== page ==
In a surprising turn of events, after the Centers for Medicare and Medicaid Services had sworn there would be no extension to the deadline for the conversion to the ICD-10 diagnostic and procedural codes, the U.S. Congress recently passed a bill that included a one-year extension to the launch.
In March, the legislature passed a hotly debated bill designed to temporarily address the problem of Medicare cuts for physicians. The ICD-10 delay was added as a one line side item.
The ICD-10 is the latest edition of the International Classification of Diseases, a coding system created by the World Health Organization and used in nearly all of the 193 WHO member countries except the U.S.
Since health care in this country is so much more complex than in other parts of the world, changing to the new codes has been more difficult. The U.S. currently uses ICD-9 codes, although many psychologists may not realize this fact because the codes are virtually the same as the codes used in the American Psychiatric Association’s Diagnostic and Statistical Manual of Mental Disorders.
All health care providers and other entities, covered by the Health Insurance Portability and Accountability Act (HIPPAA) will be required to convert to the updated codes.
The delay for the ICD-10 change-over was unexpected and, for some providers, causes more problems than it solves because they had been working towards compliance this October. Industry groups have been pushing on both sides of the issue for and against a delay. Some have suggested waiting for the eleventh version, although that is unlikely because that is not due to come out until 2017 and would still need U.S. modifications.
The concern is that providers may not be ready for the new codes which could cause major disruptions if the deadline remained for this October.
“Whether you see a positive or negative impact of the delay depends upon how you look at it,” says Traci Cipriano, JD, Ph.D., director of professional affairs for the Connecticut Psychological Association. “On one level, the delay in implementation gives psychologists a bit of a respite during this time of great change in psychology practice. On the other hand, when the rest of the world has been using the ICD-10 for years, it might appear that our practitioners are a bit behind the times. For those who are not ready, including myself, it makes sense to start getting comfortable with the ICD now, so there is not a panic come Oct. 1, 2015.”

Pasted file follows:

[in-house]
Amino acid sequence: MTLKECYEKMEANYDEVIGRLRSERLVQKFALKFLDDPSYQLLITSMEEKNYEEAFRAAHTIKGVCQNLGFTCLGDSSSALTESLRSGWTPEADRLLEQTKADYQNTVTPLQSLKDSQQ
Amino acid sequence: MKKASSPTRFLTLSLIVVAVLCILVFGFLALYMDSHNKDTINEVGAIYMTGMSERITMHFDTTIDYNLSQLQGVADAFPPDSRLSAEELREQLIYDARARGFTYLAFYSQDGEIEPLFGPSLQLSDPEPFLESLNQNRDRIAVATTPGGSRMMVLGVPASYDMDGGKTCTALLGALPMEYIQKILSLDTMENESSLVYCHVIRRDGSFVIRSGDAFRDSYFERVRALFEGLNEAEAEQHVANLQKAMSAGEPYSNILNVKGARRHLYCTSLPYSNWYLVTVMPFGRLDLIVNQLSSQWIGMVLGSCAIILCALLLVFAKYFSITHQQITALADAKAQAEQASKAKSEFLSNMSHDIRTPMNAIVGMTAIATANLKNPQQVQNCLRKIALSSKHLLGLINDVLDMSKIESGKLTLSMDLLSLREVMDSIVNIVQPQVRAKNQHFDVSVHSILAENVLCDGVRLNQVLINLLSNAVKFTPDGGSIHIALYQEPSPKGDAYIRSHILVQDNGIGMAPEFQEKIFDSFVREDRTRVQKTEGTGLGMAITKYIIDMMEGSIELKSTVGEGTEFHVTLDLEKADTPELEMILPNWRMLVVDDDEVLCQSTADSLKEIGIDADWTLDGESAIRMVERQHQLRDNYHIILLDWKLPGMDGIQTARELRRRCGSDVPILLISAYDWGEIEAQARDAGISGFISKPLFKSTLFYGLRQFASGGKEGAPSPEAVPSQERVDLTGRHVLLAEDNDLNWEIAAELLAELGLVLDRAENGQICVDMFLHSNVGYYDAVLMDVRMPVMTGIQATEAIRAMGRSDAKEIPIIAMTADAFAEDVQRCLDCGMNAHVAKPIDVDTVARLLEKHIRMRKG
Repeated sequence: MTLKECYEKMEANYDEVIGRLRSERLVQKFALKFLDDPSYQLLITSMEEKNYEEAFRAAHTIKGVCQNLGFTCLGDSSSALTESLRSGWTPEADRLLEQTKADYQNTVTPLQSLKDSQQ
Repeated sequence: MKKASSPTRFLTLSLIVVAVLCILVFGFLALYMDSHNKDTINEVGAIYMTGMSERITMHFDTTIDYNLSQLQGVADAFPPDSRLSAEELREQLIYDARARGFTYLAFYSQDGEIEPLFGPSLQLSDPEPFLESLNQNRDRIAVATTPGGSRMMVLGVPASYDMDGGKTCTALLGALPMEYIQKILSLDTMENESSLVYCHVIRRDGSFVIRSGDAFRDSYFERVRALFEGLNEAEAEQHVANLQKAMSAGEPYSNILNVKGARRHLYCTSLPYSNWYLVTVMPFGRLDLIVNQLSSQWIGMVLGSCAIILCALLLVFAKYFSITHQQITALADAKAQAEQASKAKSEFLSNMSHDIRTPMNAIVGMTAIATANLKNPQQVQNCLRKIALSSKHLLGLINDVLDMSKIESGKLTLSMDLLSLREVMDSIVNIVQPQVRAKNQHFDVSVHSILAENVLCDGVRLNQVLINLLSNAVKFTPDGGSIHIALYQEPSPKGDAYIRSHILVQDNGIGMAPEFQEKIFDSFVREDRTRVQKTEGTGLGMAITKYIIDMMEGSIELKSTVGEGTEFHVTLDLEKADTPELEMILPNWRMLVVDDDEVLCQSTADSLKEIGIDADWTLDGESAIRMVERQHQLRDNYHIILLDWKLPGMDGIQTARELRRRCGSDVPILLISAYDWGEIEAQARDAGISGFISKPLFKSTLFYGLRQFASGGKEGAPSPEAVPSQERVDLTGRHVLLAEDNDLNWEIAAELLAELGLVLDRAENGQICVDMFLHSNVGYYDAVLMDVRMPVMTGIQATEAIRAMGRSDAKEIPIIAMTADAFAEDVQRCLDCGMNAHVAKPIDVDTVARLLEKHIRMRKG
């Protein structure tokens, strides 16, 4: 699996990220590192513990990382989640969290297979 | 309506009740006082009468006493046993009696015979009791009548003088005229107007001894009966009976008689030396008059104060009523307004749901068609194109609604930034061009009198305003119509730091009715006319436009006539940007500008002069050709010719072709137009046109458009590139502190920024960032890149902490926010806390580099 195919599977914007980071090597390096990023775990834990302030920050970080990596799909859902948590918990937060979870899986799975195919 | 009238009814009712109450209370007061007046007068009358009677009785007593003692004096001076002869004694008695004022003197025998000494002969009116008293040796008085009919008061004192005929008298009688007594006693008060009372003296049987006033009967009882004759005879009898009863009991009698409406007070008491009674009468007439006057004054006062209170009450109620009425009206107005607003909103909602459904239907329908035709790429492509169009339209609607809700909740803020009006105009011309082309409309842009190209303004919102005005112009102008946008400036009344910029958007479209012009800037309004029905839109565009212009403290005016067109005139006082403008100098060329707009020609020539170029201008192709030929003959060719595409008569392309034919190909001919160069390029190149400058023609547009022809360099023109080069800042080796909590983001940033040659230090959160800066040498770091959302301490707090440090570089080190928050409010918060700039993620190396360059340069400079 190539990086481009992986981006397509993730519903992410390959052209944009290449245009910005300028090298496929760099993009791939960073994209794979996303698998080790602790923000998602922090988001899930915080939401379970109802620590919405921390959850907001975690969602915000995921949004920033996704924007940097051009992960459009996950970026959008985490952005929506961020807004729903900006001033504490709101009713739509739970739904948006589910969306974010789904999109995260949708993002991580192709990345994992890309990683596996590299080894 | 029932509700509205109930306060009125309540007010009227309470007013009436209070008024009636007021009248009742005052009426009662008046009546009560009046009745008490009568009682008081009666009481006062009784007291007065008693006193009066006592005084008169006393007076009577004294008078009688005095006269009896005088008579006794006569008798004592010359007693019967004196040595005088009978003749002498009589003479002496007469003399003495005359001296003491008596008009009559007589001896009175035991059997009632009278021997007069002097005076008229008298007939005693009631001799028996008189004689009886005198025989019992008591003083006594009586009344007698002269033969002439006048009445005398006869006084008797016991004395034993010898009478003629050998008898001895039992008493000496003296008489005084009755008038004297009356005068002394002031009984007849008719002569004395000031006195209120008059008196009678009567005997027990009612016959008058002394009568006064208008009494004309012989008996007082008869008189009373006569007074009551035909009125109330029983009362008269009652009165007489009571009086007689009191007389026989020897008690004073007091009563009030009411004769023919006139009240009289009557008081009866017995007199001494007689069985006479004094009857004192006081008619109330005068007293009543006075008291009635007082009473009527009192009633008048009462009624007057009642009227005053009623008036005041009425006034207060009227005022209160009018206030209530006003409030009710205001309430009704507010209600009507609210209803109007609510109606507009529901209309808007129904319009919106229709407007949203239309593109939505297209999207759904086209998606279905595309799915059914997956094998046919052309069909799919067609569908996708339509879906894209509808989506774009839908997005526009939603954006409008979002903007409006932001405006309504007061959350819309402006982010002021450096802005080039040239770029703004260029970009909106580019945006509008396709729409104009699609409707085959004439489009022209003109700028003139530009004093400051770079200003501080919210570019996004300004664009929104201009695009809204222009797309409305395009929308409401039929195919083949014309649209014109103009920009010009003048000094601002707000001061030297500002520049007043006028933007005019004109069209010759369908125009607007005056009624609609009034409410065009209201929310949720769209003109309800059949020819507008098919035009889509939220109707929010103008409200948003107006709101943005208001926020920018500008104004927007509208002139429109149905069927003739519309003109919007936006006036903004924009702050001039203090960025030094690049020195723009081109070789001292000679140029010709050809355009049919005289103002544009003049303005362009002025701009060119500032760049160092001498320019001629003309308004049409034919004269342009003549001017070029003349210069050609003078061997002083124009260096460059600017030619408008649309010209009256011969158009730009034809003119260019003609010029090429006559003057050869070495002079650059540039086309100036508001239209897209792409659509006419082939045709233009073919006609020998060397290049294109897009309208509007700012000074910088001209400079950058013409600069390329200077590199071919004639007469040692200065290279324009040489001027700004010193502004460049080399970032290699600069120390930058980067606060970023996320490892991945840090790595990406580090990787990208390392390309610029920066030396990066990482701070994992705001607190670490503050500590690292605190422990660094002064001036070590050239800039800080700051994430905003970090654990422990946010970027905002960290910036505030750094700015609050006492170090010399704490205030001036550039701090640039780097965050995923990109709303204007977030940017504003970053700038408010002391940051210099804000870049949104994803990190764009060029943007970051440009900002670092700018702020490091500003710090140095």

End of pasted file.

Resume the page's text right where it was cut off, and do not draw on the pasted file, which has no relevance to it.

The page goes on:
With this newer version, codes are alpha-numeric, rather than simply numeric and there are far more codes, 68,000 compared to the last version’s 13,000.
The good news, for psychologists, is that most of the changes are on the medical side rather than with mental health, says Lynn Bufka, Ph.D., assistant executive director for research and policy for the American Psychological Association.
“In terms of mental health classifications,” she says, “ICD-9 and 10 are fairly similar and the kinds of codes don’t change that dramatically.”
DSM-5, which was released in spring of 2013, references codes for both the ICD-9 and ICD-10.
“I still contend that it is not that big a deal for psychologists,” says Bufka. “In some ways it will be easier because on Oct. 1, 2015, if you are not using alpha-numeric codes, then you will know you are not using the right codes.”
By Catherine Robertson Souter